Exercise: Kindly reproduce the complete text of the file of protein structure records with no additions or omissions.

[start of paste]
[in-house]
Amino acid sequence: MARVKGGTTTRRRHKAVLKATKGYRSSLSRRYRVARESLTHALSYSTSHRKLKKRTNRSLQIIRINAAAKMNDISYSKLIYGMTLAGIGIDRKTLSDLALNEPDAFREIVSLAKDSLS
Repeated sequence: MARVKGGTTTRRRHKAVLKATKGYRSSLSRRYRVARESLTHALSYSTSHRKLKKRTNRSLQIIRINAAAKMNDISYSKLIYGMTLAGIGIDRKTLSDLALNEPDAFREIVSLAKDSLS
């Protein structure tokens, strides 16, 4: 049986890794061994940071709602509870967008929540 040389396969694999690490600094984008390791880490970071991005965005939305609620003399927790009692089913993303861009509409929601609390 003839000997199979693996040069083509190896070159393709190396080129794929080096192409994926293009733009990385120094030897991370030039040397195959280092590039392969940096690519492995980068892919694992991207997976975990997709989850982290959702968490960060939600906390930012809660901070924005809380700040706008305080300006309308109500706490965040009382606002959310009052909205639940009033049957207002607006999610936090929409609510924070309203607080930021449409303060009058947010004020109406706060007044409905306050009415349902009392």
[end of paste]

[in-house]
Amino acid sequence: MARVKGGTTTRRRHKAVLKATKGYRSSLSRRYRVARESLTHALSYSTSHRKLKKRTNRSLQIIRINAAAKMNDISYSKLIYGMTLAGIGIDRKTLSDLALNEPDAFREIVSLAKDSLS
Repeated sequence: MARVKGGTTTRRRHKAVLKATKGYRSSLSRRYRVARESLTHALSYSTSHRKLKKRTNRSLQIIRINAAAKMNDISYSKLIYGMTLAGIGIDRKTLSDLALNEPDAFREIVSLAKDSLS
């Protein structure tokens, strides 16, 4: 049986890794061994940071709602509870967008929540 040389396969694999690490600094984008390791880490970071991005965005939305609620003399927790009692089913993303861009509409929601609390 003839000997199979693996040069083509190896070159393709190396080129794929080096192409994926293009733009990385120094030897991370030039040397195959280092590039392969940096690519492995980068892919694992991207997976975990997709989850982290959702968490960060939600906390930012809660901070924005809380700040706008305080300006309308109500706490965040009382606002959310009052909205639940009033049957207002607006999610936090929409609510924070309203607080930021449409303060009058947010004020109406706060007044409905306050009415349902009392």